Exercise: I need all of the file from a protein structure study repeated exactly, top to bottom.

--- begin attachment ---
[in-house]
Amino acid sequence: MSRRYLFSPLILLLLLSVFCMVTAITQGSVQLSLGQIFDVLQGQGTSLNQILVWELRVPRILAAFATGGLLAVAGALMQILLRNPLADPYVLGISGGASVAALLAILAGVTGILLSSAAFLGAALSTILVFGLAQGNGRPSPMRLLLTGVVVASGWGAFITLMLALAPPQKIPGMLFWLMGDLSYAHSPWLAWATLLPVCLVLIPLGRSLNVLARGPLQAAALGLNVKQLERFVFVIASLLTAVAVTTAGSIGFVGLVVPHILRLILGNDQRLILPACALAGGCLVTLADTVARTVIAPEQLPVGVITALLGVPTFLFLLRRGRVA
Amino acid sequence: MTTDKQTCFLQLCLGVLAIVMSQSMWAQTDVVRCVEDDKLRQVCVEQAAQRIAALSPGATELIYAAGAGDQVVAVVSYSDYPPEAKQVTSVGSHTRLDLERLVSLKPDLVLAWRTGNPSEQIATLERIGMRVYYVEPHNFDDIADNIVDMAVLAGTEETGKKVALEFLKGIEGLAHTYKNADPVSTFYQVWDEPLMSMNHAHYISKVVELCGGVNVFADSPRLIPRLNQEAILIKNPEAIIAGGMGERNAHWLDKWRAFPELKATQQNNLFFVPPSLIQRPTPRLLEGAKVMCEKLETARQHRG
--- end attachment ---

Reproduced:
[in-house]
Amino acid sequence: MSRRYLFSPLILLLLLSVFCMVTAITQGSVQLSLGQIFDVLQGQGTSLNQILVWELRVPRILAAFATGGLLAVAGALMQILLRNPLADPYVLGISGGASVAALLAILAGVTGILLSSAAFLGAALSTILVFGLAQGNGRPSPMRLLLTGVVVASGWGAFITLMLALAPPQKIPGMLFWLMGDLSYAHSPWLAWATLLPVCLVLIPLGRSLNVLARGPLQAAALGLNVKQLERFVFVIASLLTAVAVTTAGSIGFVGLVVPHILRLILGNDQRLILPACALAGGCLVTLADTVARTVIAPEQLPVGVITALLGVPTFLFLLRRGRVA
Amino acid sequence: MTTDKQTCFLQLCLGVLAIVMSQSMWAQTDVVRCVEDDKLRQVCVEQAAQRIAALSPGATELIYAAGAGDQVVAVVSYSDYPPEAKQVTSVGSHTRLDLERLVSLKPDLVLAWRTGNPSEQIATLERIGMRVYYVEPHNFDDIADNIVDMAVLAGTEETGKKVALEFLKGIEGLAHTYKNADPVSTFYQVWDEPLMSMNHAHYISKVVELCGGVNVFADSPRLIPRLNQEAILIKNPEAIIAGGMGERNAHWLDKWRAFPELKATQQNNLFFVPPSLIQRPTPRLLEGAKVMCEKLETARQHRG